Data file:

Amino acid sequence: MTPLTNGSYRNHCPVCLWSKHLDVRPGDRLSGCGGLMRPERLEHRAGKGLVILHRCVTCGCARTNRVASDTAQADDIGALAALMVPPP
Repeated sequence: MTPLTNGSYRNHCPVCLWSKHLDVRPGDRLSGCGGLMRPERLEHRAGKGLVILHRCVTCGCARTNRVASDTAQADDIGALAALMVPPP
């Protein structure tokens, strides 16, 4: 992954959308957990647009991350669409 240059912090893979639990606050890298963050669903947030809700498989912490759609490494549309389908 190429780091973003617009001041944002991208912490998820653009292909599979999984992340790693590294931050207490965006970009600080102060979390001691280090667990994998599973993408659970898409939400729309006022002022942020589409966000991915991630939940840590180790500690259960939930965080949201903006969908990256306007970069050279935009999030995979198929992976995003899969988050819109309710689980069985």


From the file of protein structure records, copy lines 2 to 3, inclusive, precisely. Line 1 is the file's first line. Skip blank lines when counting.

Repeated sequence: MTPLTNGSYRNHCPVCLWSKHLDVRPGDRLSGCGGLMRPERLEHRAGKGLVILHRCVTCGCARTNRVASDTAQADDIGALAALMVPPP
């Protein structure tokens, strides 16, 4: 992954959308957990647009991350669409 240059912090893979639990606050890298963050669903947030809700498989912490759609490494549309389908 190429780091973003617009001041944002991208912490998820653009292909599979999984992340790693590294931050207490965006970009600080102060979390001691280090667990994998599973993408659970898409939400729309006022002022942020589409966000991915991630939940840590180790500690259960939930965080949201903006969908990256306007970069050279935009999030995979198929992976995003899969988050819109309710689980069985």